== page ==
‘After School Satan’ proposed for Nehalem Elementary

Something devilish may be coming to Nehalem Elementary School this school year.

By Jordan Wolfe
jwolfe@countrymedia.net

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“The Satanic Temple – Portland has proposed to establish an after-school club,” read a letter from Paul Erlebach, Neah-Kah-Nie School District superintendent. He added in an interview, “The district has to be neutral with anything dealing with religious issues with schools.”

‘After School Satan’ is structured as a monthly after-school club where students, with parental permission, participate in a literature lesson, creative learning activities, science lesson, puzzle solving and art project, while being provided a healthy snack, according to a proposal submitted by Finn Rezz, chapter head for The Satanic Temple (TST), Portland, OR chapter.

“We have been looking forward to this for a little while,” Rezz said. “We are Satanists. We are non-theistic, so we don’t believe in an actual Satan or actual God, but we have core beliefs and values.”

He added the usage of ‘Satan’ is allegory for free-thinking and acts as their metaphor to challenge other programs, namely, the Good News Club. Nehalem Elementary is the first school TST has reached out to for an After School Satan Club because students have access to a Good News Club.

An interdenominational Christian program for students ages five to 12, the Good News Club often utilizes public elementary schools for Bible study and other activities, after a 2001 Supreme Court ruling that allows groups such as the Good News Club to be entitled the same access to public school facilities as other groups such as the Boy Scouts.

“Obviously, that’s what it is coming from,” Erlebach said.

The Good News Club meets from 1:30 p.m. to 2 p.m., Thursdays at NCRD and allows students with parental permission to be released during the school day to participate in the club.

“The Neah-Kah-Nie School District recognizes that questions of religious belief and discussion of religious organizations can create strong feelings and it is important to note that our district does not promote any particular religion,” Erlebach’s letter reads.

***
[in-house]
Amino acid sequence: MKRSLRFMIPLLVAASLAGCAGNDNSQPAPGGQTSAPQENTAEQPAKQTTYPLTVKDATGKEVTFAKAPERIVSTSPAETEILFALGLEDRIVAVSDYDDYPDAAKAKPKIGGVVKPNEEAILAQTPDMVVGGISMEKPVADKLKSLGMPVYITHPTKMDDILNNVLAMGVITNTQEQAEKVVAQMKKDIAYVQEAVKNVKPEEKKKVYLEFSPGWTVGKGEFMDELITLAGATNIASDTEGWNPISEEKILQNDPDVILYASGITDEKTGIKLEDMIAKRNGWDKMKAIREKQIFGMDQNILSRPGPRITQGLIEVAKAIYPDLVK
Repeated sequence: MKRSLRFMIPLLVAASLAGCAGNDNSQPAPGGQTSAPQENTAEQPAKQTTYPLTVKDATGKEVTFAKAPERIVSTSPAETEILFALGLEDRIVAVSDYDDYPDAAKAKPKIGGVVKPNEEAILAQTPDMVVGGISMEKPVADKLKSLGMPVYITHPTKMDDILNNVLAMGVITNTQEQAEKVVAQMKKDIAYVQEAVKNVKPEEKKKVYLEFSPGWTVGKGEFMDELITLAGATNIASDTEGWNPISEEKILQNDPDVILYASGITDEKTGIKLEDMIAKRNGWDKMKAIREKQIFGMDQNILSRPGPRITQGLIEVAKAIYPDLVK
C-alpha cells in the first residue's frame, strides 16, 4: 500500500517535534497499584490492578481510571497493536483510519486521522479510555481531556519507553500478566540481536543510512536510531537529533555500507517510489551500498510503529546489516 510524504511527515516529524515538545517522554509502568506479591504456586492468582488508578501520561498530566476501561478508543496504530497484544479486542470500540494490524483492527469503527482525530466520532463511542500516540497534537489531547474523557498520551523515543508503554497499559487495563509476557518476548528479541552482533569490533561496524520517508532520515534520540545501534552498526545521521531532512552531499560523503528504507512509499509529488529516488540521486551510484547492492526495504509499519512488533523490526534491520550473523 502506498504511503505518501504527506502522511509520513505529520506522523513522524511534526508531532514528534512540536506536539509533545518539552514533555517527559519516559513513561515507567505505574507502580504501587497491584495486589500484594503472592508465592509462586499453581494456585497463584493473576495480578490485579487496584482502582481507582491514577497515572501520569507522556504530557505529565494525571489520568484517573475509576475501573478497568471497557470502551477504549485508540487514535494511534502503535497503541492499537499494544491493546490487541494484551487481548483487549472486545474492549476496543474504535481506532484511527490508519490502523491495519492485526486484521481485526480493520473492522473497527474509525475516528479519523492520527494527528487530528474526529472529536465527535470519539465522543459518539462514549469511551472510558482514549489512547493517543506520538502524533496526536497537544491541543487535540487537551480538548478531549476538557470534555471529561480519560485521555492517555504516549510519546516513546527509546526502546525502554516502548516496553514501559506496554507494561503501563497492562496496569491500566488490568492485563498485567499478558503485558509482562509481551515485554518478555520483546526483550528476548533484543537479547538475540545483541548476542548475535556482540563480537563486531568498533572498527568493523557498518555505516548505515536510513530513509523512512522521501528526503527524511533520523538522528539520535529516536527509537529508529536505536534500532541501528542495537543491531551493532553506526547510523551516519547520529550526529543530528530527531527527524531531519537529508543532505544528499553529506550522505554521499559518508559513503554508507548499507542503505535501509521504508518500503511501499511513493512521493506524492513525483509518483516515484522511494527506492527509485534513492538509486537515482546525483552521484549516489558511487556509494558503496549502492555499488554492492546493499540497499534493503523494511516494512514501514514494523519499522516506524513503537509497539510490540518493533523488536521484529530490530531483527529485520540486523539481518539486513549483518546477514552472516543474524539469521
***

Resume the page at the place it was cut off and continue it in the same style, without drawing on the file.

In fact, the school district policy explicitly states just that.

“We can’t discriminate against groups who want to use our facilities,” Erlebach said. “My response is this: We’re just following Supreme Court ruling.”

If the After School Satan Club joins Nehalem Elementary School, the TST has requested leaders of the club to have a table or booth at “Back to School Night” events.

Rezz said, “Our ultimate goal is to have ‘After School Satan’ offered at every school district where ‘The Good News Club’ is offered.” He added TST has a number of initiatives to shed light on church and state separation issues.

The curriculum for the program has been a work-in-progress for some time and Rezz said his is very excited about it, with an emphasis on science and rational thinking.

“We’re really encouraging people to look into the program,” he said. “To be a pluralistic, democratic society, it is important for all opinions and views to be heard.”

Rezz’s letter also reads, “After School Satan Clubs are led by caring Satanists.”

As of this writing, Superintendent Paul Erlebach had not yet contacted TST about their request. For more information, contact Kristi Woika, Nehalem Elementary School principal at 503-355-3640, kristiw@nknsd.org, or Erlebach at 503-355-3501, paule@nknsd.org. To learn more about the proposed After School Satan Club, visit afterschoolsatan.com.






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